The 1937/38 SLHS Girls Tennis Team.  L to R: (front row) Anna Belle Richardson Friddle, Jean Lee Davidson Wynne, (second row) Dorothy Schultz Gandy, Barbara Ann Dreier Youngblood, Mary Norton Shelton, MayDoll Douglas Stokes, Mary Gene Logan and Viola Boehm Stapelfeldt, (back row) Elizabeth Gentry and Blanche Boehm Prikryl.

H. L. Dreier in his back garden.

Etna Schindler, Stephanie's aunt and long-time Sugar Land telephone operator, in 1940

These next two photos are rather timely since the Class of '65 at Dulles High School will celebrate their 50th anniversary this year.

L to R: Carol Ann Waldrop, Joyce Foitik, Carol Jean Alaminsky, and Betty ? in 1956 when they were in the 3rd or 4th grade.

Mrs. Boyer's kindergarten in 1953. We can identify Bruce Edwards, Jr., Janie Wheeler, Susie Kuykendall, and Stephanie, but the others are a problem.  Any help?

More Places of Old Sugar Land

These first set of photos shows old homes that were "out in the country" back in the old days.  

My thanks go to Mark Schumann (DHS '76) who posted the first photo on Facebook.  It shows the home where his grandparents, the Max Schumanns (Sr.), lived for a time.  I believe they moved from 4th Street out to this house and then sometime later moved back to The Hill.  I'm not certain of the dates, nor when this photo was taken, but judging by the car it must have been the 1940s or '50s.
The house was located just north of Central Unit 1.  This 1953 aerial will help orient you - the house is circled.  Notice the barn's white roof is very distinct and matches the location shown in the photo above.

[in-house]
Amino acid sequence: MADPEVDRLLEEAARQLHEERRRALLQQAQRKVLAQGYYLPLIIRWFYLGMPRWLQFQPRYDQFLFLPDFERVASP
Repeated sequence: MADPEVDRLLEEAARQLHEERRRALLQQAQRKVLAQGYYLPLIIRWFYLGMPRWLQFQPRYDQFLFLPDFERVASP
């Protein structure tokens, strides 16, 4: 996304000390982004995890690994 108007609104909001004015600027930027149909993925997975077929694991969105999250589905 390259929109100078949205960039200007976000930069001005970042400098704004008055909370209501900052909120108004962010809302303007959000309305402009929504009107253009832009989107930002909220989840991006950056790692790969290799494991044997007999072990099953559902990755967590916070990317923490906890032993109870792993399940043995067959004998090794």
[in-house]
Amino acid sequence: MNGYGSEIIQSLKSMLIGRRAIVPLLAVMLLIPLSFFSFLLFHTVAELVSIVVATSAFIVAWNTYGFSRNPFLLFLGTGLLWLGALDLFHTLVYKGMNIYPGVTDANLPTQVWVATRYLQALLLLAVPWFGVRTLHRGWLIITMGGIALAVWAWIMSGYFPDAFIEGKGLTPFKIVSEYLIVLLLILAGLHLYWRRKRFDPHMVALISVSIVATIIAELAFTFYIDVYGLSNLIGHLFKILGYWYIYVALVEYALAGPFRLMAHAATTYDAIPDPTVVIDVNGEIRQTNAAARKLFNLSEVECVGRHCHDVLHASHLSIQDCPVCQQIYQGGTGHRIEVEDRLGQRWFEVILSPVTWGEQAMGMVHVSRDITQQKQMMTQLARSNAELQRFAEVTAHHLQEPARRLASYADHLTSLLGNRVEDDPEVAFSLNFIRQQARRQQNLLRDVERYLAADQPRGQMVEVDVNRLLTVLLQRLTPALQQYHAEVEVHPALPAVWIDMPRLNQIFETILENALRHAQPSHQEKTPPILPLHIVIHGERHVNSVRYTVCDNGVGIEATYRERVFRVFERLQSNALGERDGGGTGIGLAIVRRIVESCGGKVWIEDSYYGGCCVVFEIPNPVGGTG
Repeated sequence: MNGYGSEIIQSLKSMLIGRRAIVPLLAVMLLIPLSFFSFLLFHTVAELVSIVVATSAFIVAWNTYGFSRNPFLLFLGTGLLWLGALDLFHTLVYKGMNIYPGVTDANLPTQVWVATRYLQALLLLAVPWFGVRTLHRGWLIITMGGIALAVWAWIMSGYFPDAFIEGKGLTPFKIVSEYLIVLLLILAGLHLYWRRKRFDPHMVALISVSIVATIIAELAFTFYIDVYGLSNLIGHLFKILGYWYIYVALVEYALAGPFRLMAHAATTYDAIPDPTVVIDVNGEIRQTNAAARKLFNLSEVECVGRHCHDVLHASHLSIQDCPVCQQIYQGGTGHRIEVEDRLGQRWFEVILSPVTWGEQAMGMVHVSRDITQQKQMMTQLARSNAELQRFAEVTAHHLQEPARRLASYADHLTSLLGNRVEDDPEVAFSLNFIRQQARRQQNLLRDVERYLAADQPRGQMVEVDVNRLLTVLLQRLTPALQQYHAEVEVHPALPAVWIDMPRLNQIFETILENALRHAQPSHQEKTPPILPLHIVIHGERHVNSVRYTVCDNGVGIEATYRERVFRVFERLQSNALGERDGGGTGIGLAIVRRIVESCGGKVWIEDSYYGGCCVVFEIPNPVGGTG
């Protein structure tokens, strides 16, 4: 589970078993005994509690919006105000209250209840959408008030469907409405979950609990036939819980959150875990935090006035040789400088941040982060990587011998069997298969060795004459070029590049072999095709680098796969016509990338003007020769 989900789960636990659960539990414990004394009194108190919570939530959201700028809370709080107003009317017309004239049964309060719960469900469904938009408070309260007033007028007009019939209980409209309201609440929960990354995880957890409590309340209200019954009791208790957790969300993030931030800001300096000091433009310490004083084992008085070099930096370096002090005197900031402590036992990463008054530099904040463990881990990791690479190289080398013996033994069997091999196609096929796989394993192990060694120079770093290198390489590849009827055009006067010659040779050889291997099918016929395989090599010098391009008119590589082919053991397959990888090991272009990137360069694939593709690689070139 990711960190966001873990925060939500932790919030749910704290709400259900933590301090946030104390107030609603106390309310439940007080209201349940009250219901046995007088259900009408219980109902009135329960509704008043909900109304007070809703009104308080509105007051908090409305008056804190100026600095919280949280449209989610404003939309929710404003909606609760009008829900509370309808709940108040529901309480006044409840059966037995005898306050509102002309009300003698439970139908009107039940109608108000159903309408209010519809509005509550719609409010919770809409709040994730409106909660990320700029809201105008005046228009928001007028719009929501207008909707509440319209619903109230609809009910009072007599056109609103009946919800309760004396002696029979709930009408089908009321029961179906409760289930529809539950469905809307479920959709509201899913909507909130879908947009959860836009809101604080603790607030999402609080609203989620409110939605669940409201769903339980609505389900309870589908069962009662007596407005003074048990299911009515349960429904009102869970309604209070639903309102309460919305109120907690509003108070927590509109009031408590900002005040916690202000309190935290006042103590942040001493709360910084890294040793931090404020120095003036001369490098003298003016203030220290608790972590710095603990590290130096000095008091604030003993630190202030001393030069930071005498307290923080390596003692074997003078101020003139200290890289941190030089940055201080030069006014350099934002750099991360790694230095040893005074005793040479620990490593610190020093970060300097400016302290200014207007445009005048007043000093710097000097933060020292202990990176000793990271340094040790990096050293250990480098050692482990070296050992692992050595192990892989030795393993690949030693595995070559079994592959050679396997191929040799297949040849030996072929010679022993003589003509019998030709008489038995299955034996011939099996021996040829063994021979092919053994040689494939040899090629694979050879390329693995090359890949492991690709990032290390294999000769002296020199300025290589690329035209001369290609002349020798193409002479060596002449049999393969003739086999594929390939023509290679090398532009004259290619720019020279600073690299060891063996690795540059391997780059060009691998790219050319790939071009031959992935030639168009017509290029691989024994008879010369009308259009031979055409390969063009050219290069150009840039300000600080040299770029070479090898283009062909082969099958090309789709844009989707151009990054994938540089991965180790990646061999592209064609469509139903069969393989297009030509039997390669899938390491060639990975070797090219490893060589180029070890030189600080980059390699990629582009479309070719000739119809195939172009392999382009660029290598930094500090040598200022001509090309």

We're trying to confirm the home was built originally for Superintendent Pryor, the first chief of the Imperial Prison Farm, which predated the Central Units by several decades.  Although we have no exact date, the Pryor home was built sometime in the 1880s or '90s.  The next photo shows it in 1899.  We think it's the same house shown in the picture above. 

1899 (Texas Prison Museum)
Another point of significance is that the Sugar Land Railroad had a stop called Pryor, which we assume was beside, or very close to the house.  The stop is marked on maps and train schedules, so there's no doubt about its existence. 

Next, I want to thank Stephanie Youngblood Wilson (DHS '65) for providing this photo of her grandparents' (the H. L. Dreiers) home on the northwest quadrant where the Southwest Freeway crosses Highway 90A.  The location is identified by the circle in the '53 aerial photo.

H. L. Dreier home about 1940.

Notice the racetrack just east of the house.  Stephanie told me there was a time when the house wasn't air conditioned, and afternoon naps on summer weekends were interrupted by the sound of roaring engines coming through open windows.

The last photo is one of the Imperial refinery probably taken around 1908, when I. H. Kempner, Sr. and W. T. Eldridge, Sr. took over the Imperial Sugar Company.

About 1908.
Here's a shot of how the same location looks in recent years.  It's a Google Street View of the same location dated April 2011.